Sex within a committed homosexual relationship is perfectly “proper”, the Archbishop of Wales has said, arguing that Christians who support same-sex marriage are not “abandoning the Bible”.
Dr. Barry Morgan used his final address to the governing body of The Church in Wales to suggest that biblical stories should be re-examined and re-interpreted in a way that fully accepts homosexual lifestyles.
Even the story of the destruction of the cities of Sodom and Gomorrah as punishment for sexual immorality could be “interpreted in more than one way”, he said.
His intervention is likely to reignite a furious debate raging in the Anglican Church over the correct Christian response to same-sex relationships.
In his speech, Dr. Morgan, who will retire in January, said, “It absolutely will not do to quote texts from parts of the Bible in a simplistic way without reference to their contexts. One has to treat the Bible as a whole and discern, often through stories, the direction in which it is leading.
“Holy Scripture, in other words, contains not just ethical injunctions but stories, and stories convey truth about peoples’ understanding of God. After all, Jesus spent most of His life telling stories to get people to understand the nature and character of God.”
Comparing biblical interpretations of same-sex marriage to slavery, a practice which he said was defended by the church, Dr. Morgan argued that as opinions on slavery have changed, so too should modern views on same-sex marriage.
“In spite of all the passages in favour of slavery, when you examine the Scriptures as a whole and the ministry of Jesus in particular, you realise it is about freedom from all that diminishes and dehumanises people. No Christian I hope would today argue that slavery is good, but for nineteen centuries the Church accepted it and defended it,” he said.
“What all this amounts to is that one cannot argue that there is one accepted traditional way of interpreting Scripture that is true and orthodox and all else is modern revisionism, culturally conditioned.”
Despite the Bishop’s claims, the church has a long history of opposing slavery through the centuries, dating back to 873 when Pope John VIII decreed the ownership of Christians by other Christians to be sinful and ordered them released.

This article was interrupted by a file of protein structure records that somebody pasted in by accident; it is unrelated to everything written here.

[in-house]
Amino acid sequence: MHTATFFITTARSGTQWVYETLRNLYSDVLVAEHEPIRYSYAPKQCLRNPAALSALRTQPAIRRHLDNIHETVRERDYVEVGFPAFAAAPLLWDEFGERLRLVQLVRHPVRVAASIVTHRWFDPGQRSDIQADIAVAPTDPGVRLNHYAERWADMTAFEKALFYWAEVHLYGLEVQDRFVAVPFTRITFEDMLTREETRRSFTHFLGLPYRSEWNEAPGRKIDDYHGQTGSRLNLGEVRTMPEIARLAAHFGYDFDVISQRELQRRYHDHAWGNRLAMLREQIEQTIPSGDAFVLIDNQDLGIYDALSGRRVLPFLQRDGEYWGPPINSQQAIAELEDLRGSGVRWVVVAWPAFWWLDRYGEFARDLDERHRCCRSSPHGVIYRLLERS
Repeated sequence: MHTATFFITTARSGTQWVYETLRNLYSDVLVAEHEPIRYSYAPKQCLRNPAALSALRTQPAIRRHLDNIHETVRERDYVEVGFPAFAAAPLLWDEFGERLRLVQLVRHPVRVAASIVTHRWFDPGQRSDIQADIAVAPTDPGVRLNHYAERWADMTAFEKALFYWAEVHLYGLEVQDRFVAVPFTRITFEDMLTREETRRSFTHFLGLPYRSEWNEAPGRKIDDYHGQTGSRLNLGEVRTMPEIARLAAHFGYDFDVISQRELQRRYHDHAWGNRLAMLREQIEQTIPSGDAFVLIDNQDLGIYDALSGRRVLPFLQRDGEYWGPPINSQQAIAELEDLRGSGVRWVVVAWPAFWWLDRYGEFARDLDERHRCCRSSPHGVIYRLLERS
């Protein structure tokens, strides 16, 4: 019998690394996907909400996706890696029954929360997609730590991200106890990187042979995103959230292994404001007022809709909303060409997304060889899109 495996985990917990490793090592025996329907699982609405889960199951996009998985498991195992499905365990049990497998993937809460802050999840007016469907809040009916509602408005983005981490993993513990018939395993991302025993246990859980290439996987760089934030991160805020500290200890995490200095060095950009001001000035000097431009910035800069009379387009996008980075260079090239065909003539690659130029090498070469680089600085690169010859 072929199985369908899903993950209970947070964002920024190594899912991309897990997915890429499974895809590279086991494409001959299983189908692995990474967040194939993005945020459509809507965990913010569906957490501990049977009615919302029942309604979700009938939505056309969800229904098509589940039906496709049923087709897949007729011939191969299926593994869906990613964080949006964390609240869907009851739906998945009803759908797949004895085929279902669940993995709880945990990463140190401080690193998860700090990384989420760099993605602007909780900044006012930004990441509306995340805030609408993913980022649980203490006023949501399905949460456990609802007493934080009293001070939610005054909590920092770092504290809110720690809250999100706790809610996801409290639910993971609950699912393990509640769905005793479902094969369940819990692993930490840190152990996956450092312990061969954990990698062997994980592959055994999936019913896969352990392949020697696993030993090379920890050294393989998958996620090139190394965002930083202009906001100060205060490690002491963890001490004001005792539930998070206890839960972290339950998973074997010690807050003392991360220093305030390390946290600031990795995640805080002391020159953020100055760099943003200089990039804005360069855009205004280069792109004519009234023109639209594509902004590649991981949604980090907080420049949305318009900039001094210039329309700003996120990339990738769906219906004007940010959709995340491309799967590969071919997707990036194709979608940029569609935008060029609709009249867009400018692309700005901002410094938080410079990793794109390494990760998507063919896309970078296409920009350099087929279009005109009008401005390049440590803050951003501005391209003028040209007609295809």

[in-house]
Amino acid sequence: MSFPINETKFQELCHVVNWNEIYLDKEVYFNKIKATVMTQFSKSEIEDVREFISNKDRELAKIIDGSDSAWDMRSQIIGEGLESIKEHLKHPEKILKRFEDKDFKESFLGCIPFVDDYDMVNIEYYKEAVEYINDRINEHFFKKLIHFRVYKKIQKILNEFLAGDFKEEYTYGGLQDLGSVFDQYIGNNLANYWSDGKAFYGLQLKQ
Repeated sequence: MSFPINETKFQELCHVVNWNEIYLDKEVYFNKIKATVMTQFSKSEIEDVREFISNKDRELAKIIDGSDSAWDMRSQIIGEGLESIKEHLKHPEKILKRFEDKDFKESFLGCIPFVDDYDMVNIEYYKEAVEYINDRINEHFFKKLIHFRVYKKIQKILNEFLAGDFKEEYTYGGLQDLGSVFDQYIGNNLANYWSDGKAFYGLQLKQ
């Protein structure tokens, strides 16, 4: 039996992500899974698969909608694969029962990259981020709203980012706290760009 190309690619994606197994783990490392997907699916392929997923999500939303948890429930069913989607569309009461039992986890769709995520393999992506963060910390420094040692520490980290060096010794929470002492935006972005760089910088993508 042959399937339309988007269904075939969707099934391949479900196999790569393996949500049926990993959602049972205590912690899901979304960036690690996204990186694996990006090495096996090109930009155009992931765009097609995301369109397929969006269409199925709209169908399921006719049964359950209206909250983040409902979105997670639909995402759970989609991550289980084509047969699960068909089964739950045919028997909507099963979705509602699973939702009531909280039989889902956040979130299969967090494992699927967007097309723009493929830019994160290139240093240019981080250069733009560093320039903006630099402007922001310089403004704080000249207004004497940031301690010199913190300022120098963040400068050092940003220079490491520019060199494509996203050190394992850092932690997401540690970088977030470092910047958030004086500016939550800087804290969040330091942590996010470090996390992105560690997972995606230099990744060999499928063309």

The Sachsenspiegel, a German text published around 1220 which laid out the fundamentals of Saxon Law and was used throughout the Holy Roman Empire until the early 1900s, condemned slavery as a violation of man’s likeness to God.
And the abolitionists, who were ultimately successful in ending slavery in the Western world completely by the 19th century, hailed from the Christian Quaker movement.
By contrast, no such movement to legitimise same-sex relationships has existed in Christendom until the latter half of the 20th century.
Nonetheless, Dr. Morgan insists: “Given that each of the passages purported to be about homosexuality can be interpreted in more than one way, we come to the fundamental question as to whether taking the Bible as a whole, we can come to the same conclusions about committed, faithful, loving, same-sex relationships as we did about slavery.”
The Bishop underscored his belief that his stance on homosexuality is consistent with biblical teaching and the Christian faith, saying: “We are not thereby abandoning the Bible but trying to interpret it in a way that is consistent with the main thrust of the ministry of Jesus, who went out of His way to minister to those who were excluded, marginalised, and abandoned by His society because they were regarded as impure and unholy by the religious leaders of His day, either because of their gender, age, morality or sexuality. Taking Holy Scripture seriously means paying attention to Jesus’ ministry of inclusivity.”
The issue of same-sex relationships is threatening to tear the Church of England, and the global Anglican Communion, apart as traditionalists battle with liberals over the correct approach to embracing homosexuals within the church family.
While liberals such as Dr. Morgan are pushing for full acceptance of the homosexual lifestyle, traditionalists are opposing all measures which they regard as diluting or even ignoring scriptural teachings on homosexual relationships.
Although Dr. Morgan’s views are not new, they will likely reignite fierce debate between Christians on both sides of the divide.
Rev Peter Ould, a traditionalist who has written extensively on sexuality and the church, told Breitbart London that ultimately, however, Dr. Morgan’s intervention may amount to little. “These are the words of a retiring Archbishop who has always been liberal on these issues but felt constrained by his office, so no real surprise,” he said.
“The Bench of Bishops in The Church in Wales decided not to change their stance last year and in reality, there is very little prospect of any dramatic change in Wales in the near future.”